After just under a couple of days in Roma, we get going towards the south. A bit of time to get used to the car and the roman driving style and we get out of the city fron its south west end. The trafic is brutal, but in fact there are a lot of detours and bottlenecks in many places.
We drove to the south, but the coast is not really pretty there, no real reason to stop and most of the beach front is deserted and the shops and restaurants are closed. I was wondering when preparing for this trip why there weren’t any recommendation or article about this area of the seafront, but now I get it.
After a bit over a couple of hours drive which took us about half distance between Roma and Napoli, we had lunch in the pretty town of Sperlonga, it’s the only place we found references to when preparing for this roadtrip and is so different from the crowded Rome.
The food was delicious and we got a dessert further down a paved road in the port. The path to the port offers a nice view of the town seafront and beach.
After another couple of hours drive in the Campanile’s countryside and a short dash on the motorway, we got into Napoli. We’re using Apple Plans and Google Maps for navigation during this roadtrip and we found their accuracy extremely good (no comparison points to how confused they get in Greece). But still, Napoli and its narrow streets, its peculiar organisation of the traffic and its unexpected roadworks finally took Google Maps offguard. We had to call the manager of the hotel to find our way for the last few hundred meters. We first parked the car in a private lot and walked the last bit with our luggages to get to the hotel.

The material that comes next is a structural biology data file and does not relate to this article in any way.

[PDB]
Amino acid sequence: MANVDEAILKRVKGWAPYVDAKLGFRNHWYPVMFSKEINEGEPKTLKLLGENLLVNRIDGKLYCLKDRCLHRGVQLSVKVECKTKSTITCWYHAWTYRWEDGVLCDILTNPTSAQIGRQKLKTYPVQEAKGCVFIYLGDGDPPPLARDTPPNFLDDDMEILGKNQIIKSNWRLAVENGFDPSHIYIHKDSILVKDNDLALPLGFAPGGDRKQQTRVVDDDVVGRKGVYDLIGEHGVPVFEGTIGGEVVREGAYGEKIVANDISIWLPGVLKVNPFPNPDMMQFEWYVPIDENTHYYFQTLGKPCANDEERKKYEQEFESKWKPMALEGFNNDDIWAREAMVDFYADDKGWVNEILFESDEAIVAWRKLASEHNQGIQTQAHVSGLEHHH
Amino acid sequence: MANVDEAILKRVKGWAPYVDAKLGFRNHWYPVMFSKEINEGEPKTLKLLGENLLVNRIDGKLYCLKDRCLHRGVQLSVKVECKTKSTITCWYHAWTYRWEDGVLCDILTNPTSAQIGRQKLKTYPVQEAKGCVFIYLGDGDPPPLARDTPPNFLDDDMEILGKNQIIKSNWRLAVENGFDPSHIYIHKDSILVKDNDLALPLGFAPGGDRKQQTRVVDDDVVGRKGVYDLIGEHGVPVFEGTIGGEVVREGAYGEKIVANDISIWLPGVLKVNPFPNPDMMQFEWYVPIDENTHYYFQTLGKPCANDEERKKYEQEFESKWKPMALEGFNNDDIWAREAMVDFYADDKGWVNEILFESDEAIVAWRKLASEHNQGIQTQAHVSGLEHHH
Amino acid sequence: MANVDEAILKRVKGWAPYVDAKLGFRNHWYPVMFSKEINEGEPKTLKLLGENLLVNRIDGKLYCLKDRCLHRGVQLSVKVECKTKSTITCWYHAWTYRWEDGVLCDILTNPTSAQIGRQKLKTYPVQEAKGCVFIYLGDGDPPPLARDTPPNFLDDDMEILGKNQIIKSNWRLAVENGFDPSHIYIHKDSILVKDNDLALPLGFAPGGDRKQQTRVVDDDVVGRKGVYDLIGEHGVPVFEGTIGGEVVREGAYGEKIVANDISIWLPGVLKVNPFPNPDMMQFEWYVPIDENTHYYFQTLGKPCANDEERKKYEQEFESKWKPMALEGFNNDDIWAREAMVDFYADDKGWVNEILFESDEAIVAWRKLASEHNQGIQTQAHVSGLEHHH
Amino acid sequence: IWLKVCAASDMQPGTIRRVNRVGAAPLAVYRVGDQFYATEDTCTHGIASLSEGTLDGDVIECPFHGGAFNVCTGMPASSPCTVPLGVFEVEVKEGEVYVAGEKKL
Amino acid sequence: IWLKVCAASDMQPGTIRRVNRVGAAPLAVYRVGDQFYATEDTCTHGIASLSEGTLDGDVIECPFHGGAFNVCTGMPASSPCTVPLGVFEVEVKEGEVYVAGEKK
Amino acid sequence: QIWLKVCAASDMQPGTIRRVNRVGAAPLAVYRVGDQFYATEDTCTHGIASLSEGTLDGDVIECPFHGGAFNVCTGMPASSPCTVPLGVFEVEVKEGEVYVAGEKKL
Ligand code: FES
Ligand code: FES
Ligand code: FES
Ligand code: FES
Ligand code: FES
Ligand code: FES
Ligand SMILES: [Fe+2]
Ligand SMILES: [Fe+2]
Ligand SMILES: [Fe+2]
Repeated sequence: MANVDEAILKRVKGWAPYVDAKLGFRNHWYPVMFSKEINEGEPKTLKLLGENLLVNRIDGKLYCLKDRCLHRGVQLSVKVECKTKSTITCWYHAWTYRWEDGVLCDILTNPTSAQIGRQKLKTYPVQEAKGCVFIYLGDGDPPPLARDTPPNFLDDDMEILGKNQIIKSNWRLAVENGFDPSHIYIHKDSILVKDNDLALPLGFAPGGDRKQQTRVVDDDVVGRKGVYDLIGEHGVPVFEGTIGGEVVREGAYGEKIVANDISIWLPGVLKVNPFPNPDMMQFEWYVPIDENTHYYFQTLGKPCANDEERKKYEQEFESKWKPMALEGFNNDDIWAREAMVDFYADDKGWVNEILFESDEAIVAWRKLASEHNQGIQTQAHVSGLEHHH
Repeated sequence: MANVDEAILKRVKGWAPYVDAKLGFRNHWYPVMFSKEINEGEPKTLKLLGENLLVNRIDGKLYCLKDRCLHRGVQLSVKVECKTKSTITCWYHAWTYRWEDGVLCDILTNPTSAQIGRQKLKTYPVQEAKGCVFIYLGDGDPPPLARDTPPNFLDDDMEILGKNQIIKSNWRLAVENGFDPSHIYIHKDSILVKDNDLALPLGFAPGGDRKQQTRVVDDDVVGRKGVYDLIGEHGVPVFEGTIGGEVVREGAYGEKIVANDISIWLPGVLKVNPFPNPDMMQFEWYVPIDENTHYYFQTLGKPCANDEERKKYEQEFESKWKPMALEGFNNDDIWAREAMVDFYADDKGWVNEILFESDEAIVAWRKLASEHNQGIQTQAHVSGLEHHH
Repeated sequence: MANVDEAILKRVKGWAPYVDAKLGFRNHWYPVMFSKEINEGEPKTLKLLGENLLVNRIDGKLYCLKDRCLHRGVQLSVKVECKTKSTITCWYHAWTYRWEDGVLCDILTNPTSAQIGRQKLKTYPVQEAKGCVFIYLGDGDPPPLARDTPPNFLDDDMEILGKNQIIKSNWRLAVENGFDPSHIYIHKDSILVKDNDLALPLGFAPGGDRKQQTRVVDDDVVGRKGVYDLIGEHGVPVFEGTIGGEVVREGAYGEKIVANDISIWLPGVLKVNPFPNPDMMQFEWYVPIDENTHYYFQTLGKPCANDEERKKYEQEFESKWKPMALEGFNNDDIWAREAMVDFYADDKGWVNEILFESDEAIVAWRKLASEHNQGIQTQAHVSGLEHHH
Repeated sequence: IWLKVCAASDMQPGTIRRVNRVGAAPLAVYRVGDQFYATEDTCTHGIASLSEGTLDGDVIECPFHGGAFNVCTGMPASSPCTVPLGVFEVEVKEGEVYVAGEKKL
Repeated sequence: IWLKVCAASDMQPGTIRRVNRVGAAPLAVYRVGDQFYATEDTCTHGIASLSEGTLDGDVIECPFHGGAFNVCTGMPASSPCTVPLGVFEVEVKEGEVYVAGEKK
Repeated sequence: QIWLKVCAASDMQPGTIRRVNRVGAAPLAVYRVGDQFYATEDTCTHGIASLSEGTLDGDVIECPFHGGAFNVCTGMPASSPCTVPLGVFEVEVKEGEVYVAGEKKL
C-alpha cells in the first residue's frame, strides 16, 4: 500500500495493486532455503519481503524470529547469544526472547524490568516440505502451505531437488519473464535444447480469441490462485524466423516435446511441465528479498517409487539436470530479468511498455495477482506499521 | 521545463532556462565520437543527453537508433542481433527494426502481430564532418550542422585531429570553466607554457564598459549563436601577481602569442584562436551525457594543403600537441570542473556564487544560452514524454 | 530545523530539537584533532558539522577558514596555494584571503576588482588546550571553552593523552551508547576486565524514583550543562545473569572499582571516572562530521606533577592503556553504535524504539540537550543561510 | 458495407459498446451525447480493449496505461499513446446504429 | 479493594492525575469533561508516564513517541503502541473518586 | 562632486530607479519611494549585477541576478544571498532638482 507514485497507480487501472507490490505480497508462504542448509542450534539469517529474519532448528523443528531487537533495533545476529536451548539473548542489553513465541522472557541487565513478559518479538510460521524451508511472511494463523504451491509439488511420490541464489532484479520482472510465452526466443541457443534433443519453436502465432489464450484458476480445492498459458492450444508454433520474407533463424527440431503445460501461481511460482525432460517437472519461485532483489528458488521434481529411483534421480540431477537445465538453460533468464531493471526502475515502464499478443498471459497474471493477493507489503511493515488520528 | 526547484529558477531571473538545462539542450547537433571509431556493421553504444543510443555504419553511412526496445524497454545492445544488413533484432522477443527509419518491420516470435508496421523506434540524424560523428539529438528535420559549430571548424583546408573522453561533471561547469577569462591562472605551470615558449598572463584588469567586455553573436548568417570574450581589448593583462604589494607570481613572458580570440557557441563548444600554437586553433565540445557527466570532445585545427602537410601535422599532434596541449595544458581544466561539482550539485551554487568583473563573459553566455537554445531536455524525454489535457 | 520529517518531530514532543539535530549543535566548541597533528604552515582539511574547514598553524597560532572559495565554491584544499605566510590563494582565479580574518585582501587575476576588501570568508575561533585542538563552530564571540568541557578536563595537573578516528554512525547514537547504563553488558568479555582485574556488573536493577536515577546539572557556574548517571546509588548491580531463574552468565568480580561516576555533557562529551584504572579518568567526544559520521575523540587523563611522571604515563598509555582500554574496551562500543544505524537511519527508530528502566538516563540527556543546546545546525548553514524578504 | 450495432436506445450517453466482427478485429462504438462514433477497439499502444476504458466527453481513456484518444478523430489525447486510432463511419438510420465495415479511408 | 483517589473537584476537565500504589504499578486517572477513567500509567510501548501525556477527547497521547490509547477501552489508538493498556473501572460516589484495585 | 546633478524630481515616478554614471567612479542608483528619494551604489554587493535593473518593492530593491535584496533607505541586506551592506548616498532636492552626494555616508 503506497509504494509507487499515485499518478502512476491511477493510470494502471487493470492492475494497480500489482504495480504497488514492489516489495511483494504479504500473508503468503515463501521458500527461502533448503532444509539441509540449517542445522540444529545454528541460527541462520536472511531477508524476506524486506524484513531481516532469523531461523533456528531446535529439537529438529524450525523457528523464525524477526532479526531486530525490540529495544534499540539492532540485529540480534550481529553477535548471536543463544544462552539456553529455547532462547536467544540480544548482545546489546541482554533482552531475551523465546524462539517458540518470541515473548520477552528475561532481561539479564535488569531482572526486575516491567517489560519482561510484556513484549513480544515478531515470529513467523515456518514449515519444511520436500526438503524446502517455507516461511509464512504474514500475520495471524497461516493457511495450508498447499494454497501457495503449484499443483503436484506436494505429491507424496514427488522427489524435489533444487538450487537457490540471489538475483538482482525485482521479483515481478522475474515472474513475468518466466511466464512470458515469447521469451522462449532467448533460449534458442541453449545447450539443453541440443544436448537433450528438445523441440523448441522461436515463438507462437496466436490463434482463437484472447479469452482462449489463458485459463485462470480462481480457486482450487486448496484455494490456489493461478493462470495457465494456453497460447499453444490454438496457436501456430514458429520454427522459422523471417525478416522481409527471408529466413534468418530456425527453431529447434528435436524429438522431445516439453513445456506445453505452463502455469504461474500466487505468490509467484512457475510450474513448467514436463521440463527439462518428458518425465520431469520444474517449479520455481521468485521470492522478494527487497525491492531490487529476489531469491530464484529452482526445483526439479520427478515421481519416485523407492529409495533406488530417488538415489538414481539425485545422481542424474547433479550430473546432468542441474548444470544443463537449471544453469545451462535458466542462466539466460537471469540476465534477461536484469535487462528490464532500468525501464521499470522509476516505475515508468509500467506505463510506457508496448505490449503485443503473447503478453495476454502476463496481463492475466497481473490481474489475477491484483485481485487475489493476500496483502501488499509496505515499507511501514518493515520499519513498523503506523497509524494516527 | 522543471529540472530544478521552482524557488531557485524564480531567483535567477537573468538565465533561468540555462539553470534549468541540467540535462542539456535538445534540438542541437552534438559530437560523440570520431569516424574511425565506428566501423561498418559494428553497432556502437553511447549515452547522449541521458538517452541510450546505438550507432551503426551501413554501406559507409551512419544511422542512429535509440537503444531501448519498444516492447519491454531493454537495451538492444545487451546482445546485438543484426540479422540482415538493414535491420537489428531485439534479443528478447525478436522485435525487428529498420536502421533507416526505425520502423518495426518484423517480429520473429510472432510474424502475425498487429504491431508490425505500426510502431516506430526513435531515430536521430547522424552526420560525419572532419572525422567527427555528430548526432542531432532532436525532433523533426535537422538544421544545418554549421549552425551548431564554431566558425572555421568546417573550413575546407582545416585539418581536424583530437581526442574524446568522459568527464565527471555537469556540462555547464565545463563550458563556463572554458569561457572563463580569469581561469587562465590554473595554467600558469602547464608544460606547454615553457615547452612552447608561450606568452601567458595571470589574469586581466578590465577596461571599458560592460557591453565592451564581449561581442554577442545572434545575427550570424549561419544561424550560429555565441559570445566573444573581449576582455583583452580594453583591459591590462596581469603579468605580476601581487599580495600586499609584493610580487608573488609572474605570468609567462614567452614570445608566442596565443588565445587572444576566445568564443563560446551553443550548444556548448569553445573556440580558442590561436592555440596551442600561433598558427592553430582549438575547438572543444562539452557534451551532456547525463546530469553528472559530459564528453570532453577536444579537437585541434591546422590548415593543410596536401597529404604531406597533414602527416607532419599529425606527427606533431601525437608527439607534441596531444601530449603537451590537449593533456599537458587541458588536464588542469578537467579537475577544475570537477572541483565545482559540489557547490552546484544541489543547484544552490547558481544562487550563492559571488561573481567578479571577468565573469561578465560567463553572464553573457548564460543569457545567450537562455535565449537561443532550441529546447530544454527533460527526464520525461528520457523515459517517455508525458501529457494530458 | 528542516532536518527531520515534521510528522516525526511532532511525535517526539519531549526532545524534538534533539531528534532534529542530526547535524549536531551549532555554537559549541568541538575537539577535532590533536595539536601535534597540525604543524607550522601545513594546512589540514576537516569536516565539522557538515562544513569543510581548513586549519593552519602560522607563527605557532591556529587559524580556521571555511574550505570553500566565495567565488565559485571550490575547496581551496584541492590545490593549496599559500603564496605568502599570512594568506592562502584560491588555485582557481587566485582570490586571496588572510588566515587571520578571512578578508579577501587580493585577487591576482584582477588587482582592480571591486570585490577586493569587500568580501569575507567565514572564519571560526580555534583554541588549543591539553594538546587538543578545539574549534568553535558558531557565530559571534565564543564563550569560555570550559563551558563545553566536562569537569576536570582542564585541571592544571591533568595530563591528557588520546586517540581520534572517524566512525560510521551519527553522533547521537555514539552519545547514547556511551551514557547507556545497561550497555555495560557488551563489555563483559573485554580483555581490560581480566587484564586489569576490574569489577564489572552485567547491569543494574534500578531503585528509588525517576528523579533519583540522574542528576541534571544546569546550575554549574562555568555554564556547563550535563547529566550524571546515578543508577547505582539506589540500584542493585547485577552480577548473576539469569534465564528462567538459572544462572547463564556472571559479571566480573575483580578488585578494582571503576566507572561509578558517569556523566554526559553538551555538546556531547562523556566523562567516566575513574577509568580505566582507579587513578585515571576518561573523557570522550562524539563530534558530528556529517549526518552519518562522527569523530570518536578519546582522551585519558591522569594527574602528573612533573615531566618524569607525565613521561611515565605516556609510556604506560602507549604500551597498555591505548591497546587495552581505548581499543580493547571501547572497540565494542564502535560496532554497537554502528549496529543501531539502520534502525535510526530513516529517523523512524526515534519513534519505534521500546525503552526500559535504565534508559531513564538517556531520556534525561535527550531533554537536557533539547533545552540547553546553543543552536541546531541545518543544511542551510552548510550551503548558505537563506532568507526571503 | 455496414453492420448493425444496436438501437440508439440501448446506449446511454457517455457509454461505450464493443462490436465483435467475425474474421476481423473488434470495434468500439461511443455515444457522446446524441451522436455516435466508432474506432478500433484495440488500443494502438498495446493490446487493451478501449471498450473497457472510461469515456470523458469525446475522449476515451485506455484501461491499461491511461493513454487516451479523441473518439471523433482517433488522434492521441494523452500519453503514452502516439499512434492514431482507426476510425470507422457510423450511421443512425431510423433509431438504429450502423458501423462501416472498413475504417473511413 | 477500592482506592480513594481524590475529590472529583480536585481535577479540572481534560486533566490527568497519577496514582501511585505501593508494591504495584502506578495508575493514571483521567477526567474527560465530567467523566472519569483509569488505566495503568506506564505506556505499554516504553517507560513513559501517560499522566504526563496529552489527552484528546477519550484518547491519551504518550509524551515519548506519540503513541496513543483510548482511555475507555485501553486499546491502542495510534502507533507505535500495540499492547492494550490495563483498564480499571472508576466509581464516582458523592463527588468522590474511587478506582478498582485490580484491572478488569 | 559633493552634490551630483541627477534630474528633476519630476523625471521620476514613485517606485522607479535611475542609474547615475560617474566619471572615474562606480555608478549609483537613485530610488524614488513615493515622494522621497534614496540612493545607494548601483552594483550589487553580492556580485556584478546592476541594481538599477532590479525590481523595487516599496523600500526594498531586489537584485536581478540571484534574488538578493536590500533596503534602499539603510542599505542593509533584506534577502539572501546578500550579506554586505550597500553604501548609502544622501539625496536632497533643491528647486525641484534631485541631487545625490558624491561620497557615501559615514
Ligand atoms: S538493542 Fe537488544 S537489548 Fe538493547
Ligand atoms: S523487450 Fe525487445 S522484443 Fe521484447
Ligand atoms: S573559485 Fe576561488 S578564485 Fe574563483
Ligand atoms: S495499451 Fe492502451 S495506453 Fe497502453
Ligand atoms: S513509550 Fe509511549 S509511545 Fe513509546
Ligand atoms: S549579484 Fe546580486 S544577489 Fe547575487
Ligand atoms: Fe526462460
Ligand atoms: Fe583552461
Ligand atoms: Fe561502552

The hotel is really well located in the historic center of Napoli. There is a festival in the street this evening and the traffic is restricted. Napolitans with their children have invaded the streets nearby.
You don’t need to stay long to get used to the festive mood and wander around the narrow streets and get caught in the ambiance. Really crowded here as well, but no flocks of tourists following their guides’ flagpole, rushing to a viewpoint or the next tourist attraction. Here, there are families and friends living outside, enjoying drinks and food.
There are tourists in here as well, but outnumbered by the locals’ joyous and exhuberant nature. I’m happy to discover Napoli and find it close to how I imagined it.